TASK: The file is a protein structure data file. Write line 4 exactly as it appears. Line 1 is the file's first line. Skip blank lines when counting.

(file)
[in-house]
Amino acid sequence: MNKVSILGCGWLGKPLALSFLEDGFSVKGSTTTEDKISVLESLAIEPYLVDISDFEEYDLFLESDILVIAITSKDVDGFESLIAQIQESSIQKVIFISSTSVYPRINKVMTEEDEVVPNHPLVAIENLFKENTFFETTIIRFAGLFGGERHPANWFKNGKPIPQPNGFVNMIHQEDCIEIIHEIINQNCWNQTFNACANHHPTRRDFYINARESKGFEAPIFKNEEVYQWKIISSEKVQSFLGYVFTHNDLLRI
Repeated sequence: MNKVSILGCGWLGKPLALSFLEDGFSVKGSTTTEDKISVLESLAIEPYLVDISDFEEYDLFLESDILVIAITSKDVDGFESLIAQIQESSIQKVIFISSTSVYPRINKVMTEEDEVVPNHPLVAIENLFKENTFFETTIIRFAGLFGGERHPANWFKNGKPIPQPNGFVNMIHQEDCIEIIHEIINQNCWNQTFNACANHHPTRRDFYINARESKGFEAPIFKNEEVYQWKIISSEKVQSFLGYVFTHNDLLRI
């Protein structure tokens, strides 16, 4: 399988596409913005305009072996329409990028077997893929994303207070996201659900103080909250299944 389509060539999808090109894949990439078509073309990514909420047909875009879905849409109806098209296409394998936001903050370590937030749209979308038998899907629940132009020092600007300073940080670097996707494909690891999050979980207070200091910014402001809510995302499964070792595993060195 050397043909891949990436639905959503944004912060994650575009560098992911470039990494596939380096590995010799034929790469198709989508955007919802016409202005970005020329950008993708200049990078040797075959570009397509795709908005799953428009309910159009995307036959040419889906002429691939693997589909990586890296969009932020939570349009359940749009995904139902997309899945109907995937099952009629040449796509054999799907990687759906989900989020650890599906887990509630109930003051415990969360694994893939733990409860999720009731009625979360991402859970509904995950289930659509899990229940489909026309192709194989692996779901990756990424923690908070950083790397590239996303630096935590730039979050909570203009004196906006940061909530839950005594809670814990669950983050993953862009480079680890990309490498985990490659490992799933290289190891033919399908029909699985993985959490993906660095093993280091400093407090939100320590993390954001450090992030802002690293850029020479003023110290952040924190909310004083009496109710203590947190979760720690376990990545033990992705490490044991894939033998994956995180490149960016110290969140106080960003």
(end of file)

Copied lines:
């Protein structure tokens, strides 16, 4: 399988596409913005305009072996329409990028077997893929994303207070996201659900103080909250299944 389509060539999808090109894949990439078509073309990514909420047909875009879905849409109806098209296409394998936001903050370590937030749209979308038998899907629940132009020092600007300073940080670097996707494909690891999050979980207070200091910014402001809510995302499964070792595993060195 050397043909891949990436639905959503944004912060994650575009560098992911470039990494596939380096590995010799034929790469198709989508955007919802016409202005970005020329950008993708200049990078040797075959570009397509795709908005799953428009309910159009995307036959040419889906002429691939693997589909990586890296969009932020939570349009359940749009995904139902997309899945109907995937099952009629040449796509054999799907990687759906989900989020650890599906887990509630109930003051415990969360694994893939733990409860999720009731009625979360991402859970509904995950289930659509899990229940489909026309192709194989692996779901990756990424923690908070950083790397590239996303630096935590730039979050909570203009004196906006940061909530839950005594809670814990669950983050993953862009480079680890990309490498985990490659490992799933290289190891033919399908029909699985993985959490993906660095093993280091400093407090939100320590993390954001450090992030802002690293850029020479003023110290952040924190909310004083009496109710203590947190979760720690376990990545033990992705490490044991894939033998994956995180490149960016110290969140106080960003």